My pronouns are she/her. Would love to have you come hang out with me here.

A longer (but still condensed) version of my story is at the bottom of the page, if you want more on that.

For the full experience, join the community.

For more of everything—archives, guided text study, open discussion threads, more musings, Ask The Rabbi threads, guest posts and building community through applying the biggest questions to our own lives—join the Life is a Sacred Text community.

And, to be frank, I put a lot of labor into this project—a lot of time, a lot of years of learning and thinking, of writing and rewriting and double-checking sources into this. I believe in an ethos of paying people for their work (especially in religion spaces, where there can be an entitlement around clergy time and energy). If you love this newsletter, get value out of it, and believe in paying people for their work, consider a paid subscription.

Please know that nobody will ever be kept out of the community due to lack of funds. Just email support@lifeisasacredtext.com for a hookup.

Thanks for being here. Shine big.

Danya teaching, brown bangs, grey cardigan, black tank top, chunky silver necklace, caught talking with her hands and a smile on her face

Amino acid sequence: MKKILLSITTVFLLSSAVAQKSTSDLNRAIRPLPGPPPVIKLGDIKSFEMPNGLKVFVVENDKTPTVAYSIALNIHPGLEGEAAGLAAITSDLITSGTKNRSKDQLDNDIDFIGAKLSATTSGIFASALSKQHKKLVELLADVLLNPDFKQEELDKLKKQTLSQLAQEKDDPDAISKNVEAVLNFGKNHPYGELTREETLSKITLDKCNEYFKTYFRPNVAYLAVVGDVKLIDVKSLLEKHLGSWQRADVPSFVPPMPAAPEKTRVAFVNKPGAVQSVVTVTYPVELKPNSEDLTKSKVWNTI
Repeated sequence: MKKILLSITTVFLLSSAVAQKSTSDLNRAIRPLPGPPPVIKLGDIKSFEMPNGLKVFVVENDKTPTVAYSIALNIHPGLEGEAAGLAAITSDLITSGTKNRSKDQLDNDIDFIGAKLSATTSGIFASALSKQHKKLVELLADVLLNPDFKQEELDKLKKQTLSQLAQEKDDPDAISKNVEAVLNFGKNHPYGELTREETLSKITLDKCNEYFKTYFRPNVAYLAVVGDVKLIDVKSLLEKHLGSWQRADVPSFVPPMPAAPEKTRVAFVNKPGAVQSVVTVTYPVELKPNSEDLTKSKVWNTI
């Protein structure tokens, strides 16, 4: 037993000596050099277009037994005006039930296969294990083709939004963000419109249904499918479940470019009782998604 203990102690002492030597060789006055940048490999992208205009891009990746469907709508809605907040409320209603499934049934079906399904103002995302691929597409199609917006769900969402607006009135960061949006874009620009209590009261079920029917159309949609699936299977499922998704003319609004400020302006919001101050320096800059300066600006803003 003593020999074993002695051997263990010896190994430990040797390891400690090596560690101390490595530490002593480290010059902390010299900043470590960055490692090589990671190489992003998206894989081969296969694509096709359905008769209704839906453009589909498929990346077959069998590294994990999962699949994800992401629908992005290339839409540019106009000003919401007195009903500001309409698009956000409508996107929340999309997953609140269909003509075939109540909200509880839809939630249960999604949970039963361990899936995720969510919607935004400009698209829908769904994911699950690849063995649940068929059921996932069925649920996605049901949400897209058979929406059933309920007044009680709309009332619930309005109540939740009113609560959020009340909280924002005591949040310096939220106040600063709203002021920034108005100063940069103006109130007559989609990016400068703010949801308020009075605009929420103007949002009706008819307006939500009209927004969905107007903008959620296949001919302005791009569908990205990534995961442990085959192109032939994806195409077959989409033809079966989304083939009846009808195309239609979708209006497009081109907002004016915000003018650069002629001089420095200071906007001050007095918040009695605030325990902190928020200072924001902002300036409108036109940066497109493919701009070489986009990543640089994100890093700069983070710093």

yes, I talk with my hands

If you want a bit more background about the person writing most of this stuff:

Here's the tl;dr version of my story (I wrote the whole thing out in a book on taking on a spiritual practice called Surprised By God, if you want the extended dance remix.): I'm agonizingly Gen X, born mid-70s. I was raised in classic American suburban 1980s Jewry– synagogue a couple of times a year, strong cultural identity. I decided I was an atheist at age 13, the same year (1988) I discovered punk rock. Spent high school reading philosophy and going to shows, helped found my school's first GSA/safer sex/abortion rights club.

I came out as queer roughly 15 minutes after getting to college. I somehow wound up majoring in Religious Studies, which was like philosophy, but with history and literature smooshed in, too. My mom died when I was in college; as a result, I found myself back in synagogue saying the Mourner's Prayer, but this time, after reading lots of ritual theory– huh. I could see things in the service that I'd never noticed before. Also, in mourning, things got weird, spiritually. A lot of new questions and experiences began to start coming up that were, uh, kind of confusing.

I moved to San Francisco after college because I could, and it was the late '90s and the city hadn't been broken yet; I had a delightful time doing my early 20s in a place where queerness and gender–and spirituality–were doing all sorts of expansive, incredible things. My yearning for a place to continue the Jewish conversation I had begun with myself landed me, almost by accident, in Rabbi Alan Lew's synagogue; five years of following him around developed my burgeoning Jewish spiritual questions into a practice that had both heft and depth. The choice to move from freelance writing to rabbinical school was both complicated and easy, and definitely made me the outlier among my motley crew of friends, I'll tell you that.